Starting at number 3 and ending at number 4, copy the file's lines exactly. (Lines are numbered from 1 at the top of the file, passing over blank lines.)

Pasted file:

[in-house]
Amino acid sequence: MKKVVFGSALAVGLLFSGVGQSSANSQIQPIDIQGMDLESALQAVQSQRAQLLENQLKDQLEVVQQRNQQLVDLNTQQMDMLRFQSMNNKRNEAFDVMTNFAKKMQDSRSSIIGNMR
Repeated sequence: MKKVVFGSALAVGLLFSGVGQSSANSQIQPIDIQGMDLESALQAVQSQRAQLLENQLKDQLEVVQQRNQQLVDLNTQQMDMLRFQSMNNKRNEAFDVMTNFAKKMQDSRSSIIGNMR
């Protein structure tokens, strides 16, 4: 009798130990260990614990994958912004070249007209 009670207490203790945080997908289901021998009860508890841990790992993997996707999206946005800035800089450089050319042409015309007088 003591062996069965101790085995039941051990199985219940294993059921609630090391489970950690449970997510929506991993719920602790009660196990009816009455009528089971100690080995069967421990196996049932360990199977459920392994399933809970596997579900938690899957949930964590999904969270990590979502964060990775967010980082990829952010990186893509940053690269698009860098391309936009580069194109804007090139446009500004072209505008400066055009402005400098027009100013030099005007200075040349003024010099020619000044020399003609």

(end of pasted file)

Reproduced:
Repeated sequence: MKKVVFGSALAVGLLFSGVGQSSANSQIQPIDIQGMDLESALQAVQSQRAQLLENQLKDQLEVVQQRNQQLVDLNTQQMDMLRFQSMNNKRNEAFDVMTNFAKKMQDSRSSIIGNMR
């Protein structure tokens, strides 16, 4: 009798130990260990614990994958912004070249007209 009670207490203790945080997908289901021998009860508890841990790992993997996707999206946005800035800089450089050319042409015309007088 003591062996069965101790085995039941051990199985219940294993059921609630090391489970950690449970997510929506991993719920602790009660196990009816009455009528089971100690080995069967421990196996049932360990199977459920392994399933809970596997579900938690899957949930964590999904969270990590979502964060990775967010980082990829952010990186893509940053690269698009860098391309936009580069194109804007090139446009500004072209505008400066055009402005400098027009100013030099005007200075040349003024010099020619000044020399003609």